Why Does Congestive Heart Failure Cause Water Retention?

Congestive Heart Failure Cause Water Retention

Nearly six million Americans suffer from heart failure every year. Annually, 670,000 people are diagnosed by their physician with heart failure. Overall, this is the most common reason for hospitalization in people 65 and older.

What is Congestive Heart Failure?

Heart failure is when the heart cannot pump the way it is supposed to. The weaker heart muscles cause the blood to move slower through the veins. This limits the ability of cardiovascular system to transport nutrient and oxygen.

When the heart is unable to pump enough oxygen, chambers within the heart respond by trying to stretch more. This leads to it becoming stiffer. Although the thickened walls of the heart may temporarily improve* blood flow, it can cause the muscles to weaken eventually.

Once this happens, the kidneys are unable to process all of the extra fluid and salt. As the kidneys stop functioning effectively, it causes fluid retention within the limbs, lungs and organs.

What are The Contributing Factors for Congestive Heart Failure?

Heart failure is often caused by coronary artery disease. This condition causes the arteries and blood veins to constrict. This leads to lower blood flow and decreased* nutrients in the body. A heart attack or cardiomyopathy can also lead to additional damage to the heart muscle.

In effect, any condition that overworks the heart can cause problems. This may be caused by diseases, thyroid problems, high blood pressure, diabetes, heart defects or kidney disease.

What are The Causes of Congestive Heart Failure?

Typically, individuals suffer from congestive heart failure due to lifestyle factors. To remain healthy, people have to work out regularly and maintain an active lifestyle. A balanced diet is also necessary for good physical health.

Diets high in fried food, fats and oils can cause higher cholesterol and thickening of the arteries. In addition to these causes, some cases of congestive heart failure are caused by genetic problems or an underlying medical condition.

What are The Sign and Symptoms of Congestive Heart Failure?

Sign and Symptoms of Congestive Heart Failure

Signs of congestive heart failure vary from person to person. Some people may experience every symptom while other individuals only experience a few of them. One of the most common symptoms is dizziness. Decreased* blood flow can cause fatigue or weakness.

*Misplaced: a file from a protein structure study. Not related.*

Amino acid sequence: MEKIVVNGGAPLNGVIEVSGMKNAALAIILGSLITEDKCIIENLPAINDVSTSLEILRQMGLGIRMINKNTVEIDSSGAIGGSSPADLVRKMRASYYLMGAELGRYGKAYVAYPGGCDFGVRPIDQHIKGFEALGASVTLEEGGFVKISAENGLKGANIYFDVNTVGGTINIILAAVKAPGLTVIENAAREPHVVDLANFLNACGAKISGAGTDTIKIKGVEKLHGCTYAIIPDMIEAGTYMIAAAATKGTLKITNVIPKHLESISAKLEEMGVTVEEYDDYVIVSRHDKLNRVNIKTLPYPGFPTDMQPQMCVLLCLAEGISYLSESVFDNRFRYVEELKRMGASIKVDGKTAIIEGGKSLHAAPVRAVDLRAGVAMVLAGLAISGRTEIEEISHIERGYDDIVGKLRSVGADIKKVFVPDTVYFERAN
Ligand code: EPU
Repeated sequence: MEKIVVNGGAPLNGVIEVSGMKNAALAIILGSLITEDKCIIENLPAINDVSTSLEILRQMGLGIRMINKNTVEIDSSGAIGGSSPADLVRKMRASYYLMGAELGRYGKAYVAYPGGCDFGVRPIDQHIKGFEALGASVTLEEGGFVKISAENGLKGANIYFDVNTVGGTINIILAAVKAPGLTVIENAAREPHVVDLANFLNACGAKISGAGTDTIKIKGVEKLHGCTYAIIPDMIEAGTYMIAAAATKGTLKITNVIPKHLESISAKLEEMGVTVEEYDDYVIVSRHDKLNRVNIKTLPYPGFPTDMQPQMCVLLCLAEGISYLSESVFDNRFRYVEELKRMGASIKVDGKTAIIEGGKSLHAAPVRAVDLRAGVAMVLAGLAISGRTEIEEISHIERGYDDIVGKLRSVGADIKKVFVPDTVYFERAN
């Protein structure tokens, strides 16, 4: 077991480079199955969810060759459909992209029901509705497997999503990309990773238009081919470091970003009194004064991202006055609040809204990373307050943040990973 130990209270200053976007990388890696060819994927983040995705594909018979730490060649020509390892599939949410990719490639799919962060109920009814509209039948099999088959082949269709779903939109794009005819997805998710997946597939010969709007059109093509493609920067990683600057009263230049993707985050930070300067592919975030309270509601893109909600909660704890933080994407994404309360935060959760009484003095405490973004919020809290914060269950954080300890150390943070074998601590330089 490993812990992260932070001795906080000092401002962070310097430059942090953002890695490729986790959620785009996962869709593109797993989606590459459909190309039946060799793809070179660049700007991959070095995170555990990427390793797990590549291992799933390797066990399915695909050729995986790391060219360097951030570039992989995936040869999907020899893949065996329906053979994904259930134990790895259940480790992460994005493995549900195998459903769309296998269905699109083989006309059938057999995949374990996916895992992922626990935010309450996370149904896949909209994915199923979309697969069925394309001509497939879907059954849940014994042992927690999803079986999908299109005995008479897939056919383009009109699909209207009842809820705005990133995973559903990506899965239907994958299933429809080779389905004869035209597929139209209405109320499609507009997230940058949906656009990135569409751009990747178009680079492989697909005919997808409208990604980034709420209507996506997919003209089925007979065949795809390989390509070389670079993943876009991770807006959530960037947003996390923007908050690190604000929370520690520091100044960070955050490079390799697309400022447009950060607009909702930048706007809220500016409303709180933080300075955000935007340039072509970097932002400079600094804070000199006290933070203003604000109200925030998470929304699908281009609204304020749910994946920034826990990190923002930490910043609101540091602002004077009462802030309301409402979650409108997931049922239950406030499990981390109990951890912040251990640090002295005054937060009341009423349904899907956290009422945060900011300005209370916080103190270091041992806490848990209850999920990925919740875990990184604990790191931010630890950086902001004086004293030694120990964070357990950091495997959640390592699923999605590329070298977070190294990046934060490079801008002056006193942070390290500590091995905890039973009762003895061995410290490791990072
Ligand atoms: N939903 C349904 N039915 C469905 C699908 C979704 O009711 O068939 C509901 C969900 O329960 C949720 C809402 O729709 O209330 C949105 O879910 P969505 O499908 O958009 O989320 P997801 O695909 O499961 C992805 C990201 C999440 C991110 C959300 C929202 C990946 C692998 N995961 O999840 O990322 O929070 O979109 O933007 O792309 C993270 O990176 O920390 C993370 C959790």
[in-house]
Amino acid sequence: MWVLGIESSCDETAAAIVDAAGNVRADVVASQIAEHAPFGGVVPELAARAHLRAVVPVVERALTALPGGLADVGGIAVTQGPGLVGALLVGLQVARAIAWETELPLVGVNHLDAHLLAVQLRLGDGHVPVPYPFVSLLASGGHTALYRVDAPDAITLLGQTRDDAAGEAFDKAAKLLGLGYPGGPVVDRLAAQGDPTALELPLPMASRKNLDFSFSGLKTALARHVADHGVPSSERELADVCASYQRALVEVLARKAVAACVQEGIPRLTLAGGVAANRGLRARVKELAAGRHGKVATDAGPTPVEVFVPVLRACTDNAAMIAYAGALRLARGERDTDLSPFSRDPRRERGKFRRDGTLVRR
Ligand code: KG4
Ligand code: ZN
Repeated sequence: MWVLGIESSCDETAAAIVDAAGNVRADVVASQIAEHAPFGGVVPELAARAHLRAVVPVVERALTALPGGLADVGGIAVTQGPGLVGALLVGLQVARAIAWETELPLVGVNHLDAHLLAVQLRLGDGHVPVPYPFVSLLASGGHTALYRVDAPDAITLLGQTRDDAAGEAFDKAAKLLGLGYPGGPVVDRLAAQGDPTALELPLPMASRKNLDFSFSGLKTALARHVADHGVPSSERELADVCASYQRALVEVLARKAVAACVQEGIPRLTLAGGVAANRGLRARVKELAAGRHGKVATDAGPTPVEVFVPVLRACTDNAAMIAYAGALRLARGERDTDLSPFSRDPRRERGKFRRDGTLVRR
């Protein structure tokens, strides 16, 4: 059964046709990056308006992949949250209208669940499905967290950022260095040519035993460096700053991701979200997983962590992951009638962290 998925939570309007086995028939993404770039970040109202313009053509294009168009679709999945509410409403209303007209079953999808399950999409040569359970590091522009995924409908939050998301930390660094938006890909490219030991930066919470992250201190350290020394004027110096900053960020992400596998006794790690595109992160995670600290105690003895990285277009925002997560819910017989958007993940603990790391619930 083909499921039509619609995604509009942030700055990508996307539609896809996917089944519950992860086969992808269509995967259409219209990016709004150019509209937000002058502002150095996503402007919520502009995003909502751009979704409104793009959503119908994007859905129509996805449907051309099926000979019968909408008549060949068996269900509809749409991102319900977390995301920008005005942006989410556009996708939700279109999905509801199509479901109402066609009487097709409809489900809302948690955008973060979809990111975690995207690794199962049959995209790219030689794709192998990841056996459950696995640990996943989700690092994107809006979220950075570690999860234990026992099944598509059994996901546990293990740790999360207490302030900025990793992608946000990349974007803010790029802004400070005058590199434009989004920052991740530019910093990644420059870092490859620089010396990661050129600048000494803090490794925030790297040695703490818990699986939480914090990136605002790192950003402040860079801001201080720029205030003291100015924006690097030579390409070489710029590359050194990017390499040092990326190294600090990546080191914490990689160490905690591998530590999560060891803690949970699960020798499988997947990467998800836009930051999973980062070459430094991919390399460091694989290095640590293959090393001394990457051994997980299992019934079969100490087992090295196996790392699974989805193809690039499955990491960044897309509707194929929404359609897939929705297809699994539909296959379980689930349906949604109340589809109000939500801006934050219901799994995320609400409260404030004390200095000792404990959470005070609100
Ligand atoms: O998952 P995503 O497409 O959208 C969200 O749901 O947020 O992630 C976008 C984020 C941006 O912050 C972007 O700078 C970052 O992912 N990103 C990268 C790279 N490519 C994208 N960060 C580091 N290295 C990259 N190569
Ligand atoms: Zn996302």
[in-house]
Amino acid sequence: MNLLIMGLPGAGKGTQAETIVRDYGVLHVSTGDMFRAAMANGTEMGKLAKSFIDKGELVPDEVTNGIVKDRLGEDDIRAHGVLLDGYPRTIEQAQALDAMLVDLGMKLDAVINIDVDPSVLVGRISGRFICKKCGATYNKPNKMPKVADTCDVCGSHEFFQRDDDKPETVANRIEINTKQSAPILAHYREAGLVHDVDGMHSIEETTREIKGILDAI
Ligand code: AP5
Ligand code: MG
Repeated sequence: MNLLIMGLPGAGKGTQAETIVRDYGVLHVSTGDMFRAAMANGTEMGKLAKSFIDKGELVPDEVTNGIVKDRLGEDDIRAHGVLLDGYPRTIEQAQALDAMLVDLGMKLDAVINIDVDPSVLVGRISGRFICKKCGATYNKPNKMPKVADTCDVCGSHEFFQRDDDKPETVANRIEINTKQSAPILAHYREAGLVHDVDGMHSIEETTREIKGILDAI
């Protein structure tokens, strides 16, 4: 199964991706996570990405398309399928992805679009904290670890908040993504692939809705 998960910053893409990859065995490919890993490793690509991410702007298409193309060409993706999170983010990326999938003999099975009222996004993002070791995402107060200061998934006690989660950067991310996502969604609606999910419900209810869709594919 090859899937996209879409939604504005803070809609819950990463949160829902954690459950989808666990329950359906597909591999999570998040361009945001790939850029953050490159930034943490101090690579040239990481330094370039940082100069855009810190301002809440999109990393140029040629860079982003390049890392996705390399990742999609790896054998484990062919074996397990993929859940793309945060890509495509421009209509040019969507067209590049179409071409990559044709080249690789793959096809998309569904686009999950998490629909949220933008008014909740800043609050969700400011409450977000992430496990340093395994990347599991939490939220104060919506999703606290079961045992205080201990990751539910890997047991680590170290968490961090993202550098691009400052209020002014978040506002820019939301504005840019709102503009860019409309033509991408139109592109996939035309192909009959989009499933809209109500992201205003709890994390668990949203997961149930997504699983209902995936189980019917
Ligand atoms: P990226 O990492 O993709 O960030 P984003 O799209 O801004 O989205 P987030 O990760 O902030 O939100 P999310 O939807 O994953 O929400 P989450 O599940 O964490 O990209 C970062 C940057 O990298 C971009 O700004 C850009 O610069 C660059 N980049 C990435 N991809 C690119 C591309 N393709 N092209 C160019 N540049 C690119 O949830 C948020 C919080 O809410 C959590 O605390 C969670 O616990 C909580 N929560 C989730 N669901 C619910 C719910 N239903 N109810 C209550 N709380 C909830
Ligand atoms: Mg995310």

It may also lead to fluid or water retention. Individuals may suffer from lung congestion, breathing problems, a hacking cough or wheezing. Another common symptom is an irregular or rapid heartbeat.

How Does Congestive Heart Failure Cause Water Retention?

As the circulatory system weakens, the blood veins are unable to transport oxygen and nutrients to the tissue. At the same time, they are unable to remove* toxins and fluid. This directly causes fluid retention.

Indirectly, water retention is also caused by the inability of the kidneys to process all of the added toxins. Due to these causes, individuals may suddenly develop water retention in their ankles, legs and abdomen.

Bloating in the stomach can lead to nausea. Overall, the symptoms of water retention include weight gain and increased urination.

What are The Diagnosis and Treatment Option?

In the long term, congestive heart failure must be treated by a healthy diet and exercise program. Heart attacks and symptoms in the short term may have to be treated by surgery. Medication for hypertension can help with blood flow while water retention tablets can reduce* the amount of fluid retained in the body.

In addition to adopting a healthier lifestyle, individuals should discuss the various treatment options with their doctor. Congestive heart failure is a serious condition and can be fatal. The only way to deal with this medical problem over an extended time period is to eat healthier and exercise.

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Author

Contributor : Emily Clark (Consumer Health Digest)

Emily Clark is a medical writer with years of experience. She can be found residing in Maywood, Illinois, researching and writing on recent advances in medicine.

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